Pretty much, yep. Gameplay is mainly focused on missions that affect the future like a temporal game of tug-o-war, but there’s always the option of ending the game by taking out Sarah Connor or Kyle Reese. The Resistance can also attempt to blow the Skynet mainframe and end the game early too. Those scenarios are like the catching the snitch in quidditch: it’s intensive and difficult, so the focus stays on the incremental struggle.
Will there be 2 separate boards for the time eras or will both time periods be integrated into one board?
There are two physically different boards! They’re two halves to the whole, but I wanted to capture that isolation Kyle felt from the future once he went back in time.
The concept art in the game’s announcement depicted a 1984 LA police station, will this location be integral to the gameplay of 1984 and will any other famous locations appear in the game that fans will be familiar with like Tech Noir (the nightclub) for example?
Oh yeah. 1984 has all the classic haunts and a few new spots to build out the city. Each location has different ways to interact there and correspond to mission objectives throughout the game.
John Connor is a playable character, but we’re keeping his design and character very evocative of his legendary role. Ultimately, this is Sarah and Kyle’s story, so they’ll always be the center of the action. For T1, John is support; he’s staying in the future, making sure that the Resistance fights on.
We’re also adding in Lt. Traxler as a playable character, adding a balancing focus to action in the 80s. His connection with the police provides a helpful edge in the more personal battle of 1984. For those counting at home, the core playable characters are Skynet, Sarah, and Kyle; the fourth player chooses whether to take control of John or Traxler, depending on whether they want to strategize for a future or past emphasis.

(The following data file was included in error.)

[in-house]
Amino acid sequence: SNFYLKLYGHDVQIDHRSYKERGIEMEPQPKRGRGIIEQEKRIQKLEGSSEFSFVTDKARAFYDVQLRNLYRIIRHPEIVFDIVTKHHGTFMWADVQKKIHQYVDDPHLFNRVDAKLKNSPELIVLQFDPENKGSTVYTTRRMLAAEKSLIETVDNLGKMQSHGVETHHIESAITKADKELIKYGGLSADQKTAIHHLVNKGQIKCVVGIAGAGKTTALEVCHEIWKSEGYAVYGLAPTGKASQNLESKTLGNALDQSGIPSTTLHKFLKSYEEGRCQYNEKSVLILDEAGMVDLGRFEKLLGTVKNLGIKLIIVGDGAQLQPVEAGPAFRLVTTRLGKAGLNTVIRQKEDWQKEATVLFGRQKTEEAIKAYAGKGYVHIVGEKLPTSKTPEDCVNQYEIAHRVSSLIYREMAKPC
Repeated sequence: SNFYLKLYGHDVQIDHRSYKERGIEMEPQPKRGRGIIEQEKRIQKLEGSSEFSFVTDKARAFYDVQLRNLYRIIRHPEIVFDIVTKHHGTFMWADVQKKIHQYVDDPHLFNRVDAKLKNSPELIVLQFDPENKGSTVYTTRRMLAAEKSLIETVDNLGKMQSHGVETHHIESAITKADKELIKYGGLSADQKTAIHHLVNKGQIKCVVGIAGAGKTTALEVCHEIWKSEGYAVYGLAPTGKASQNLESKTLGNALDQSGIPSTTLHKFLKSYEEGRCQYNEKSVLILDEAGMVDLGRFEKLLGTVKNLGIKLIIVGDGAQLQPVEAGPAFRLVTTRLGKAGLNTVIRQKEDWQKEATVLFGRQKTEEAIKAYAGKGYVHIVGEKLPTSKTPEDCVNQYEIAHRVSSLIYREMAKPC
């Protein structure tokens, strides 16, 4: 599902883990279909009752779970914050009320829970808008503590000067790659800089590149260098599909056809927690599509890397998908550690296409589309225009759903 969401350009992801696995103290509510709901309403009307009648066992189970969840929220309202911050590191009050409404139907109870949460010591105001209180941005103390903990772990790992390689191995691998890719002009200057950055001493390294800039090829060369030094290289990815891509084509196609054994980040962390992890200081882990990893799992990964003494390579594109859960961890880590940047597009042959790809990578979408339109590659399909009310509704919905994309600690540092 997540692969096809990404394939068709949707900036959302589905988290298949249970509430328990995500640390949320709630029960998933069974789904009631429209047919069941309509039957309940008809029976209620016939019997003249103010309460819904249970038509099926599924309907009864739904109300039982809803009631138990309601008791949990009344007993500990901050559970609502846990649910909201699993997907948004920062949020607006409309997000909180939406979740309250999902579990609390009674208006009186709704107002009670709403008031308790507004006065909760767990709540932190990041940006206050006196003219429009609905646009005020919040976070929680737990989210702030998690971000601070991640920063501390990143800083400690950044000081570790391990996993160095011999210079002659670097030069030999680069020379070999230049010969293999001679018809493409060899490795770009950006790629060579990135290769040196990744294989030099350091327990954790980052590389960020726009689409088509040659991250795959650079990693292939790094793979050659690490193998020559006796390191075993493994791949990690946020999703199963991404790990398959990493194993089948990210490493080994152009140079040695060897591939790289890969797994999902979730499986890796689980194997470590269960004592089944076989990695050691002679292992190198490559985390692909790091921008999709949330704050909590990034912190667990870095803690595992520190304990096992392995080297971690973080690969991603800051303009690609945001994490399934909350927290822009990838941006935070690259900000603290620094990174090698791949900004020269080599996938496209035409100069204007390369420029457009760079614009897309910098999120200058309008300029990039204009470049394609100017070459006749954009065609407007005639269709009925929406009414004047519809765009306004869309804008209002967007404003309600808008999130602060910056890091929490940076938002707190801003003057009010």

Obviously Terminator Fans like their Terminator movies to pack a dark R Rated punch, will any of the darker/gritty/horror key elements from the first movie carry over into the game ie. depiction of blood/violence, coarse language in artwork and in-game description/story?
It’s our goal to make a game as brutal as the movie we all love. Look forward to visceral fleshy cyborgs and badass combat, all bundled in a merciless strategy game.
The potential for character variants and machine units is quite endless, will players be able to buy future character booster packs as obviously you have some limit to the amount of models/characters that can ship with the game in order to keep in line with a reasonable retail price?
Oh, definitely. Kickstarter allows us to include a ton of fun stuff that would be too prohibitive for the standard retail version. There is so much potential here, we’re going to just keep pouring love into this game.
Every character brings not only their own abilities, but the narrative roles they play is important too. Picking who plays doesn’t just swap out stats, but influences how the game is played. As I’ve hinted at, Sarah starts in 1984 where all the key missions take place, Kyle starts in 2029 fighting the good fight and has to decide when to be sent back to 1984. If Sarah ever dies or if Kyle dies before going back in time, then the game automatically ends as a victory for Skynet. The support roles of John and Lt. Traxler also offer completely unique strategies for playing.